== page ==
Saturday, April 16, 2011


This weekend, we are building the deck. My parents are graciously flying in from out of state to help us. Their help is so critical to our ability to do these kind of projects. It's frustrating and humbling at the same time. Somebody told us owning an old house was like having a(nother) child. At the time, I think this argument helped persuade us to buy a new house. But really? I think owning any house is like having a(nother) child. (Maybe a new house is less whiny?) At least, if you are me and like to have things exactly the way you decided after a few months of stewing, a house still requires attention.

The expanse of dirt to be replaced by a deck.
The soapstone counters in our kitchen were a pretty good example of how I decided on something and wanted nothing else. Well, wood counters would have been okay too, were it not for the "very practical" consideration that I felt the the island can't have wood, because the SINK is in the middle of it. And the counter can't have wood because the GAS STOVE is in the middle of it. Somehow, neither sink nor stove were an issue in Munich, where we DID have wood counters.  (Photo of Noah sitting on Munich counters at the end of this post.) But in Munich, soapstone wasn't available, and glass - my 3rd favorite, seemed really impractical. With piccolini, that is. Sigh. You know, whatever. Sometimes my mental gymnastics impress even me.

Anyway, the soapstone counters are great. Soapstone is what use to be used for laboratory counters. Maybe your high school chem lab had soapstone counters. It's a virtually indestructible material. Five months in, and I still love it. And soapstone was a third the price of headstone granite counters.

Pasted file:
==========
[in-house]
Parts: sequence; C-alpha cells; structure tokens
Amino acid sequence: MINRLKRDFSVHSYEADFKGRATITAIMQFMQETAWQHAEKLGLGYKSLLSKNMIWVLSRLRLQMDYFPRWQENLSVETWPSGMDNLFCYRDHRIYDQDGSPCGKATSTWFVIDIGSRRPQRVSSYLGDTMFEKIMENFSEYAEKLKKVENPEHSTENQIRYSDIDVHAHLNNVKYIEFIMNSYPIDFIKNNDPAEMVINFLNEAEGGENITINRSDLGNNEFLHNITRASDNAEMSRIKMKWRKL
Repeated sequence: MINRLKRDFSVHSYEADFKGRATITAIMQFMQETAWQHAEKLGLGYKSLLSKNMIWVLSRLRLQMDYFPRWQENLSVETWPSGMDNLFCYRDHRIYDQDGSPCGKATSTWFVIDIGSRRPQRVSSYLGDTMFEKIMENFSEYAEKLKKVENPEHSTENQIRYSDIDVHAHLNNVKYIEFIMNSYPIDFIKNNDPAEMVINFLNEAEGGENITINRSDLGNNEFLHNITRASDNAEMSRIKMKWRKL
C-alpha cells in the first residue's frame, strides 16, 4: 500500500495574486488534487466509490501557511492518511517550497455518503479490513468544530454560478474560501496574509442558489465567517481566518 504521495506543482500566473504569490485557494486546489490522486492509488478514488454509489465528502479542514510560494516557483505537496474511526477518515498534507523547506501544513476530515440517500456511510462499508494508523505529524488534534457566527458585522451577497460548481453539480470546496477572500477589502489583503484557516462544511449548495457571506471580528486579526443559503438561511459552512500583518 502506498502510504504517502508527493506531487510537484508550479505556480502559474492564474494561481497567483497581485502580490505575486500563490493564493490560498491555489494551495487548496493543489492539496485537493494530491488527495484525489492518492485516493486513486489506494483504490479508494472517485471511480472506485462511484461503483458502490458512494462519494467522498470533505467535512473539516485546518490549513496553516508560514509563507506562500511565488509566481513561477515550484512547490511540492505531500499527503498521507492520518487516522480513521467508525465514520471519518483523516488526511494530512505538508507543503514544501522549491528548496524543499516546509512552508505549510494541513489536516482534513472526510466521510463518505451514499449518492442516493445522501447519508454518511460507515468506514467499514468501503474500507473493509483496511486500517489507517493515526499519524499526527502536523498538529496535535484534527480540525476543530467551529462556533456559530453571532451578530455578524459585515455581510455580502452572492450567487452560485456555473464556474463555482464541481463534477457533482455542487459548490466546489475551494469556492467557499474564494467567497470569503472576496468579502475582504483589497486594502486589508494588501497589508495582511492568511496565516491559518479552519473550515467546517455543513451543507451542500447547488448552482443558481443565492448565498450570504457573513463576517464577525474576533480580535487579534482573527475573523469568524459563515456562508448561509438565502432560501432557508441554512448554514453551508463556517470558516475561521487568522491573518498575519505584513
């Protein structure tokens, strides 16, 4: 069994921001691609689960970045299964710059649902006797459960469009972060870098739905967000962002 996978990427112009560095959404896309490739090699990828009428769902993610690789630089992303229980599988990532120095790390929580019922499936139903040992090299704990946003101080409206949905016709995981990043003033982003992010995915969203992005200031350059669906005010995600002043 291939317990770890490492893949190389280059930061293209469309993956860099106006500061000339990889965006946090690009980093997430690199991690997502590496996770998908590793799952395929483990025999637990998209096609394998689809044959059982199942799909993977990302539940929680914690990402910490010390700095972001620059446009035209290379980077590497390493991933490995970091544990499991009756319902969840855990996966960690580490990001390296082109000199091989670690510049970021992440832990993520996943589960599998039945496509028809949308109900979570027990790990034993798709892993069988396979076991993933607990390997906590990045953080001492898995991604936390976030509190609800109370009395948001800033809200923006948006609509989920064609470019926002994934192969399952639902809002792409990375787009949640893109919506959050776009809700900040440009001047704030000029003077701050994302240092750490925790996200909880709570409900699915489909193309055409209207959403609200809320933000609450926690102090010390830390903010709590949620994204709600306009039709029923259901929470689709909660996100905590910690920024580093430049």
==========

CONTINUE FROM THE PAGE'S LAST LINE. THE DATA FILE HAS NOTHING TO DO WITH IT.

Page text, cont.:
So, the deck. I have tried and tried and tried to like composites or PVC or whatever fake plastic-y (petroleum laden) material everyone tries to sell here in Denver. And I just can't like it. What I really want is wood. I like the way it feels when you step on it. I like the way it feels when you touch it. I like fact that it doesn't require a lot of decorative trim work to hide messy edges. It's honest. It's beautiful. I even like the splinters. (Okay, not really.) And it will grow old and fade to gray gracefully in my dream world. My friends, wood like this is ALL OVER GERMANY. But here in the US, we are stuck on tropical hardwoods (really expensive), or treated pine (doesn't hold up well in Colorado), or redwood (blah), or cedar (blah). I personally love the look of treated pine (BUT). That wood in Germany? A fair amount of it is larch. Old growth, light colored, with a very dense grain because of the short growing season, grown in Siberia...Siberian larch.

I want a larch deck.

And it's NOT easy to get your hands on larch here in Colorado. In fact, I've given up.

But a week ago, I still hadn't given up. And I was obsessing, when Mattias stuck his hands in the freshly poured concrete for the post.

Except, he didn't just stick his hands in the concrete, he was up to his elbows in concrete. And he was literally playing in the concrete, splashing it around, rubbing it in his hair. My one year old, covering himself in concrete, because I was too busy obsessing over the Lack of Larch situation.

I've seen enough episodes of CSI and Bones and Dexter to know that you don't let your piccolino stay covered in concrete. (Strangely, they don't teach that in architecture school!) So, no photo. I washed that stuff off him IMMEDIATELY.

So, fine, pay attention, Mommy. And the deck will be some Blah Wood.

This where I need to focus: I will be really, really happy when we are no longer playing in the dirt and tracking it directly into the dining room. And thank goodness for Grandpa, who has the technical knowledge to guide, while Grandma keeps the piccolini from splashing in the concrete. Or playing with nails and screws and drills and hammers...

1 comment:

Pregnantly Plump said...

House projects and little ones don't mix. It makes repairing and improving a little difficult. Good luck this weekend!